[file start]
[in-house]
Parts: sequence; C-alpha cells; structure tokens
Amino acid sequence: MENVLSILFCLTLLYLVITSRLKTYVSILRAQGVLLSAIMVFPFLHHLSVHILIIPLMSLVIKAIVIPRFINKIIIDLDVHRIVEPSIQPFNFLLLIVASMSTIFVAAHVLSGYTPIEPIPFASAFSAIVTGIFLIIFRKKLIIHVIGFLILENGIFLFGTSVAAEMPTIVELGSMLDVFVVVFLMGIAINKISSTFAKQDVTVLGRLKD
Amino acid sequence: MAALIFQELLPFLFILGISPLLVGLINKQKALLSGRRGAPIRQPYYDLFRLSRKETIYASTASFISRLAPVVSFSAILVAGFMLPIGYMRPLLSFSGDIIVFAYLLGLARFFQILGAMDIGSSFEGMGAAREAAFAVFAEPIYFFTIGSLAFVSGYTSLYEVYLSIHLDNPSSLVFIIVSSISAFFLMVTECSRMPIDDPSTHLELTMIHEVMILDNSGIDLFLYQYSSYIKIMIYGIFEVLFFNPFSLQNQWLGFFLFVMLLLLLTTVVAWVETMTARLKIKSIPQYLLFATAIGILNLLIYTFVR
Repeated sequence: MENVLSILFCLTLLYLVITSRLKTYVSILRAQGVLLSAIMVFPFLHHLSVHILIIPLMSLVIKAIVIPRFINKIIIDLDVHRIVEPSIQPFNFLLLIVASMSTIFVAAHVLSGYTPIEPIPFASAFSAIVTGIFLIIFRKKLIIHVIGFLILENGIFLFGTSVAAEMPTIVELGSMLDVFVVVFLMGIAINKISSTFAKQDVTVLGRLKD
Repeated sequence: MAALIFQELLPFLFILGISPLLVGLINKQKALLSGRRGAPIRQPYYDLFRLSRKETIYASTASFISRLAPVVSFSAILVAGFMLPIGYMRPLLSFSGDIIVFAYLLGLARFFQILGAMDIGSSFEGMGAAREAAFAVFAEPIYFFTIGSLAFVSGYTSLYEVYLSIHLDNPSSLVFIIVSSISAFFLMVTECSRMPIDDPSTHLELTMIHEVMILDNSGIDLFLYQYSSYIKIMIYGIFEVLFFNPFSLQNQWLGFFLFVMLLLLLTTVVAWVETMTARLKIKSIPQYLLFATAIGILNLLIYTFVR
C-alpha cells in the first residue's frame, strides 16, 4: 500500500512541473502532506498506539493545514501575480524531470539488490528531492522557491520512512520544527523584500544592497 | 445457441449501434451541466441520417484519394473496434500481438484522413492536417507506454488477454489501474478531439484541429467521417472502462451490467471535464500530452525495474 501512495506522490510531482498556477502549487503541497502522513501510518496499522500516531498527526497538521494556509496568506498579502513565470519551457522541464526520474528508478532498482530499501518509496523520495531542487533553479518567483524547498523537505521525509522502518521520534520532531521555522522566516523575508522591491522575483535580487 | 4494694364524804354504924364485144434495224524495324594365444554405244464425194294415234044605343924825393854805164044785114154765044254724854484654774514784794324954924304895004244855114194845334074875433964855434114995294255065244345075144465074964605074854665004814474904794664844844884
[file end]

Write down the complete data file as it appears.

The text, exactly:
[in-house]
Parts: sequence; C-alpha cells; structure tokens
Amino acid sequence: MENVLSILFCLTLLYLVITSRLKTYVSILRAQGVLLSAIMVFPFLHHLSVHILIIPLMSLVIKAIVIPRFINKIIIDLDVHRIVEPSIQPFNFLLLIVASMSTIFVAAHVLSGYTPIEPIPFASAFSAIVTGIFLIIFRKKLIIHVIGFLILENGIFLFGTSVAAEMPTIVELGSMLDVFVVVFLMGIAINKISSTFAKQDVTVLGRLKD
Amino acid sequence: MAALIFQELLPFLFILGISPLLVGLINKQKALLSGRRGAPIRQPYYDLFRLSRKETIYASTASFISRLAPVVSFSAILVAGFMLPIGYMRPLLSFSGDIIVFAYLLGLARFFQILGAMDIGSSFEGMGAAREAAFAVFAEPIYFFTIGSLAFVSGYTSLYEVYLSIHLDNPSSLVFIIVSSISAFFLMVTECSRMPIDDPSTHLELTMIHEVMILDNSGIDLFLYQYSSYIKIMIYGIFEVLFFNPFSLQNQWLGFFLFVMLLLLLTTVVAWVETMTARLKIKSIPQYLLFATAIGILNLLIYTFVR
Repeated sequence: MENVLSILFCLTLLYLVITSRLKTYVSILRAQGVLLSAIMVFPFLHHLSVHILIIPLMSLVIKAIVIPRFINKIIIDLDVHRIVEPSIQPFNFLLLIVASMSTIFVAAHVLSGYTPIEPIPFASAFSAIVTGIFLIIFRKKLIIHVIGFLILENGIFLFGTSVAAEMPTIVELGSMLDVFVVVFLMGIAINKISSTFAKQDVTVLGRLKD
Repeated sequence: MAALIFQELLPFLFILGISPLLVGLINKQKALLSGRRGAPIRQPYYDLFRLSRKETIYASTASFISRLAPVVSFSAILVAGFMLPIGYMRPLLSFSGDIIVFAYLLGLARFFQILGAMDIGSSFEGMGAAREAAFAVFAEPIYFFTIGSLAFVSGYTSLYEVYLSIHLDNPSSLVFIIVSSISAFFLMVTECSRMPIDDPSTHLELTMIHEVMILDNSGIDLFLYQYSSYIKIMIYGIFEVLFFNPFSLQNQWLGFFLFVMLLLLLTTVVAWVETMTARLKIKSIPQYLLFATAIGILNLLIYTFVR
C-alpha cells in the first residue's frame, strides 16, 4: 500500500512541473502532506498506539493545514501575480524531470539488490528531492522557491520512512520544527523584500544592497 | 445457441449501434451541466441520417484519394473496434500481438484522413492536417507506454488477454489501474478531439484541429467521417472502462451490467471535464500530452525495474 501512495506522490510531482498556477502549487503541497502522513501510518496499522500516531498527526497538521494556509496568506498579502513565470519551457522541464526520474528508478532498482530499501518509496523520495531542487533553479518567483524547498523537505521525509522502518521520534520532531521555522522566516523575508522591491522575483535580487 | 4494694364524804354504924364485144434495224524495324594365444554405244464425194294415234044605343924825393854805164044785114154765044254724854484654774514784794324954924304895004244855114194845334074875433964855434114995294255065244345075144465074964605074854665004814474904794664844844884